Private and permissioned blockchains (inside a company or within a small consortium of companies) appear to have a few clear advantages though. For one, members can easily change the rules if they so desire, as they only need to get their small group to agree to a change, rather than convincing a huge network of people. Costs can be kept down, as transactions only need validation from the members themselves, not a network of millions of participants. This streamlining could reduce electricity usage too, which is good for the environment. Regulators might also prefer them over public blockchains, like the bitcoin blockchain, because they need not be anonymous or pseudonymous.

But there are problems here! Of course, the easier it is to change the rules, the easier it is to flaunt them. Intentionally limiting certain freedoms or access can inhibit neutrality. With no open value innovation, the technology is more likely to stagnate and become vulnerable. Further blockchains tied to a digital currency like bitcoin have a built-in system to incentivize people to do the work necessary to validate transactions.

blockchaindiva053 karma

That's cool! do you think major corporations will take the private blockchain route? or the public? How long do you think this will take to implement?

AlexTapscott5 karma

A lot of corporations have naturally gravitated towards the private route, especially in financial services. They like the many benefits of blockchain - speed, efficiency, cost, etc - but bristle at the idea of opening their businesses to a distributed network of millions of participants, many of whom would be unknown to them. So you get R3CEV and other consortiums popping up, and Ripple which was supposed to banker friendly.

Our personal view is that blockchains based on Satoshi's original white paper, which are distributed and open and invite experimentation and invention, will prevail in nearly all use cases. Even more recently, you're seeing hybrid versions, like IBM's hyperledger or Chain inc's Chain OS, which try to blend private and public.

junseth2 karma

If you believe in block chains based on the original white paper then can you explain your position on the feature of proof of work that is the backbone of bitcoin?

AlexTapscott1 karma

Hey man- so ya, I agree proof of work is the backbone of bitcoin and we think that open, public blockchains, with a native token, using proof of work, is the best way to secure the network. Check out the book...or don't. Free country :)

Norman2132 karma

Hey Alex, congrats on the new book launch; can't wait to read it.

The majority of focus on blockchain tends to be on its impact on the financial services industry. Is there any industry out there that you feel blockchain might have just as big an impact and what shape this impact will take?

AlexTapscott2 karma

Sure, in the book we actually identify 7 big transformations (the ways blockchain will change the world), and financial services is only the first. We think this technology will also 1. change the deep architecture of the firm 2. enable new business models 3. animate the world of smart devices "the internet of everything needs a ledger of everything" 4. Solve the prosperity paradox 5. ensure creators of content get fairly compensated 6. Make government more transparent, legitimate and efficient.

nicocesar2 karma

How do you see the innovation of "lack of personhood" needed to execute in a transaction (i.e. a smart contract triggered by an autonomous agent) going to affect our everyday life in the next 2 to 5 years?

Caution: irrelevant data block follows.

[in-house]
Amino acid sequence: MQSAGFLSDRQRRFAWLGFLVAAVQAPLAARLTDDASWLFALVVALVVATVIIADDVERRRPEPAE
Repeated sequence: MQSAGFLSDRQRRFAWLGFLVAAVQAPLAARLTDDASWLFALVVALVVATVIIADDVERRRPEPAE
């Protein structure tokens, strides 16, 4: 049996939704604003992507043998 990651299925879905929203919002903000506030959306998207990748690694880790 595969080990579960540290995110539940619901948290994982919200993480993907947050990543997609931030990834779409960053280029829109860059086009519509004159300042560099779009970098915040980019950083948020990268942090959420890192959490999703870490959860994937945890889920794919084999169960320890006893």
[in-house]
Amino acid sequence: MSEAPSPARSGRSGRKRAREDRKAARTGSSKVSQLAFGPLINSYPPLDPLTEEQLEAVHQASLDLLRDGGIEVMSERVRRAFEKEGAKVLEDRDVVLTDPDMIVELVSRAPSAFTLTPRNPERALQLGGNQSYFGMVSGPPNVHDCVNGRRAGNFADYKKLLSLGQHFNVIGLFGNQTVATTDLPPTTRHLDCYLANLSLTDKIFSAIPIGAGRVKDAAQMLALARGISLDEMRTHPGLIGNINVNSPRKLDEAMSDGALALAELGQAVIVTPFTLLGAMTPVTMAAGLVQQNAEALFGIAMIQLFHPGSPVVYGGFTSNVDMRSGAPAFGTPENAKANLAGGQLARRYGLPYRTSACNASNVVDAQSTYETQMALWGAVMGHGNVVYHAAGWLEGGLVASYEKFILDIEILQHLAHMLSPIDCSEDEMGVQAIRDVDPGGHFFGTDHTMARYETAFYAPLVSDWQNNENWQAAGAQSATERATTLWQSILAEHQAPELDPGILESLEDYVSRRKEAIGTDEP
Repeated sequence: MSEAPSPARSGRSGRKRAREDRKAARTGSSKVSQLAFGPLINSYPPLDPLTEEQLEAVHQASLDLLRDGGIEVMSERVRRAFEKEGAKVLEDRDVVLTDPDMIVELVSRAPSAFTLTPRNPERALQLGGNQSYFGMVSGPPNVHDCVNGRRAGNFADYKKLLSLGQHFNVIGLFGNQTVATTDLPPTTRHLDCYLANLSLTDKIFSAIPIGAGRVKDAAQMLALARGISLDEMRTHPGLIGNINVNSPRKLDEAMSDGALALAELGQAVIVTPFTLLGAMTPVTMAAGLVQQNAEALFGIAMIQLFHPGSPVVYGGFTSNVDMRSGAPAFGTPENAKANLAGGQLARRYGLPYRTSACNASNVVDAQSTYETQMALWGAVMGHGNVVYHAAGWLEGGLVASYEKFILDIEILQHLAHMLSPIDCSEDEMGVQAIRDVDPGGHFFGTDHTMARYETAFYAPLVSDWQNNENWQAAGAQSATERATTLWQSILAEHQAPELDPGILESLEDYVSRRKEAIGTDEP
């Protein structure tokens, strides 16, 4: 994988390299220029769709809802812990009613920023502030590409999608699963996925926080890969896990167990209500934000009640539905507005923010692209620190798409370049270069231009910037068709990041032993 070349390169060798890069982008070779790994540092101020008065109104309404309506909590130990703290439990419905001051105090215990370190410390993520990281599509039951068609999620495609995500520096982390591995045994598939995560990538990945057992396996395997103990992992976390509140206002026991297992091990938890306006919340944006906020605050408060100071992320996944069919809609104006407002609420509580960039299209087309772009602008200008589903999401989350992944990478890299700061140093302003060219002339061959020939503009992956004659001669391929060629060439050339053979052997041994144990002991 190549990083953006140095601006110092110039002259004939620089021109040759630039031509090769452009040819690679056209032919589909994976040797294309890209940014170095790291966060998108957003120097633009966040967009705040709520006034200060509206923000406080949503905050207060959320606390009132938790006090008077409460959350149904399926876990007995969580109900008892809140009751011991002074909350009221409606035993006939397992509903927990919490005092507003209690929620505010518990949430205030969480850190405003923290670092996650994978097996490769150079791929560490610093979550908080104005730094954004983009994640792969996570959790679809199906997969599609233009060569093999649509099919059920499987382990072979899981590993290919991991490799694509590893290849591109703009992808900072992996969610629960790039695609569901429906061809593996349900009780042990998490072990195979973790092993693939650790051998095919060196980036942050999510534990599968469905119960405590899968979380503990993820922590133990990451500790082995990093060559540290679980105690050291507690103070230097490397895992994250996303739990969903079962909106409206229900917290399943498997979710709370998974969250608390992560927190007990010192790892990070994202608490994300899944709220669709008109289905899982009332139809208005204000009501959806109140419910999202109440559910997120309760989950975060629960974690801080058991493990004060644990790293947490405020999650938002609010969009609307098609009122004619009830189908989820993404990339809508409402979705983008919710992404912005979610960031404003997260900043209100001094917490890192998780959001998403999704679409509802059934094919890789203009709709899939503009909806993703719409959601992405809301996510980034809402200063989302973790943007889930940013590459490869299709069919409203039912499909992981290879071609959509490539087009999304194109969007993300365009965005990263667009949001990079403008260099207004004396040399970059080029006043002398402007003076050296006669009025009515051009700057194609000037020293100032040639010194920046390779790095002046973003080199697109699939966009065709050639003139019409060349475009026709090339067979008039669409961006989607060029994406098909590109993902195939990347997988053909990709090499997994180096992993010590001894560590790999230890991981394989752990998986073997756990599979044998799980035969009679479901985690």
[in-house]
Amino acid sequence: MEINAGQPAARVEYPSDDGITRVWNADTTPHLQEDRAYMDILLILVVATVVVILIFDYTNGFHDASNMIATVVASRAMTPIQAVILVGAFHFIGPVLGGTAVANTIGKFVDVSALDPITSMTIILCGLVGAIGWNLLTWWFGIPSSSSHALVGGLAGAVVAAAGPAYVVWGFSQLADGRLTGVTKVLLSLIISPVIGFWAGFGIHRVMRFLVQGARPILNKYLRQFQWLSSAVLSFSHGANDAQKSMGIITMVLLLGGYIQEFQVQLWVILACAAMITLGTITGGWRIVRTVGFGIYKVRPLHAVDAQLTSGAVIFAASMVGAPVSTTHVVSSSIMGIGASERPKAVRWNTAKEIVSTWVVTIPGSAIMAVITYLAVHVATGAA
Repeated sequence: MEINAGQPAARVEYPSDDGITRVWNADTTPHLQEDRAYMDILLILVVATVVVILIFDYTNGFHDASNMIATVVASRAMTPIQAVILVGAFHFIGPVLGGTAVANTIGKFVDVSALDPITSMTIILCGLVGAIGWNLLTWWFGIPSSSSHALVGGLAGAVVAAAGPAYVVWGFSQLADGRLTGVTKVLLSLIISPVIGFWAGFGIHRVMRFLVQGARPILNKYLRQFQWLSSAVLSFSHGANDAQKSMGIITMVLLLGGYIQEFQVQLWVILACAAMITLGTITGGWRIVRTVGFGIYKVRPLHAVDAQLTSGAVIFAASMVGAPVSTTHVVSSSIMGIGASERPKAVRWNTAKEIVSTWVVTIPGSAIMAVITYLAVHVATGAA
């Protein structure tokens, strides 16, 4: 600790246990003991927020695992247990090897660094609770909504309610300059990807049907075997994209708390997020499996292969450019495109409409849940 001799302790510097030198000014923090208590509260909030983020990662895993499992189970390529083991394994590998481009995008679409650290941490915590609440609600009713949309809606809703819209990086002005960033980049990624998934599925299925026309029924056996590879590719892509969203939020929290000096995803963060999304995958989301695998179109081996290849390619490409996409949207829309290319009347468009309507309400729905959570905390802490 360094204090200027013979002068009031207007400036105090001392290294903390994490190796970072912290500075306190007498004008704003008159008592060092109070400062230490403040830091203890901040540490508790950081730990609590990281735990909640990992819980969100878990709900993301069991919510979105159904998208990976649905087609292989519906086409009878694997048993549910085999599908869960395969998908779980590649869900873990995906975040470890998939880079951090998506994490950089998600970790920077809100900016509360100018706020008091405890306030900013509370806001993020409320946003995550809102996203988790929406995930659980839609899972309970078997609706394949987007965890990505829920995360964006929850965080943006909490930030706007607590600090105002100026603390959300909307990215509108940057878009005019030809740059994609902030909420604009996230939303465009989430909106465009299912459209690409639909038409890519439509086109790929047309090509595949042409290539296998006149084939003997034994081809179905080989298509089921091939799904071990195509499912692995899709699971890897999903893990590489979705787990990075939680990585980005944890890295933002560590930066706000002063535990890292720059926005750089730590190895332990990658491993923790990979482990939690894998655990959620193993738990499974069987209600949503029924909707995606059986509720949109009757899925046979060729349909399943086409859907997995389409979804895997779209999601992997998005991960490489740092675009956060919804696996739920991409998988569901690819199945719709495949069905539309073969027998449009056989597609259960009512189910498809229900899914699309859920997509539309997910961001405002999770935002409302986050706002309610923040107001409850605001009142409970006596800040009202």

AlexTapscott2 karma

We think in the not too distant future, billions of smart devices will be doing everything from driving us around, to generating our power to managing our health and identity, and these devices need a way to becomes autonomous economic agents - moving and storing data securely, making transactions, contracting etc. I see applications in two areas in the short term - distributed power and microgrids (what consensys and Lo3 are doing in park slope) and in distributed sharing economy models, like a distributed airbnb or distributed uber, where rather than an intermediary establishing trust, executing contracts, processing payments, etc, an autonomous agent running as a collection of smart contracts, could do it instead

WeRAllSatoshi1 karma

What is your favorite bitcoin wallet?

Dontapscott1 karma

I'm using Blockchain. It works fine.

AlexTapscott0 karma

I'd say Smartwallet, built by my friend Dino Mark, will eventually be the best wallet...when released (but I'm biased)

DSNakamoto1 karma

Developers are currently discussing a hard fork to make patented optimizations obsolete. How do you see Bitcoin's current development governance challenges?

AlexTapscott0 karma

I admire the passion and energy that's gone into many of the technical governance debates recently, and as a non-techie, i know better than to wade into the finer points on Reddit.

However, it's a mistake to assume that just technology (or math alone) can govern an important global resource, with many stakeholders, a growing user base and complex policy issues. In the book we identify 10 different challenges that could prevent bitcoin and blockchain from reaching its potential - including how to scale it, how to govern it, how to manage energy consumption, whether its a job killer, how to prevent governments from controlling it or large corporations from capturing the value - each and every one of these, though meaningful, are what we call implementation challenges, not reasons blockchain is a bad idea. We conclude with a call for multi-stakeholder governance and we think the Internet governance network, made up of non-state based organizations and institutions like the IETF, W3C, Internet Society, and others, is a good startting point.

More recently a lot of people have really stepped up on these issues. Not sure if they want me saying their names here, but they know who they are.

diosmuerteborracho1 karma

Who is the coolest dog you ever met?

AlexTapscott3 karma

Tough call! We had a family dog named Arnold who was a 135 pound Bernese Mountain Dog who was both noble and very chill. but I just got a miniature Dachshund puppy named Hugo who is the cutest thing on the planet and he is also pretty cool. Call it a draw?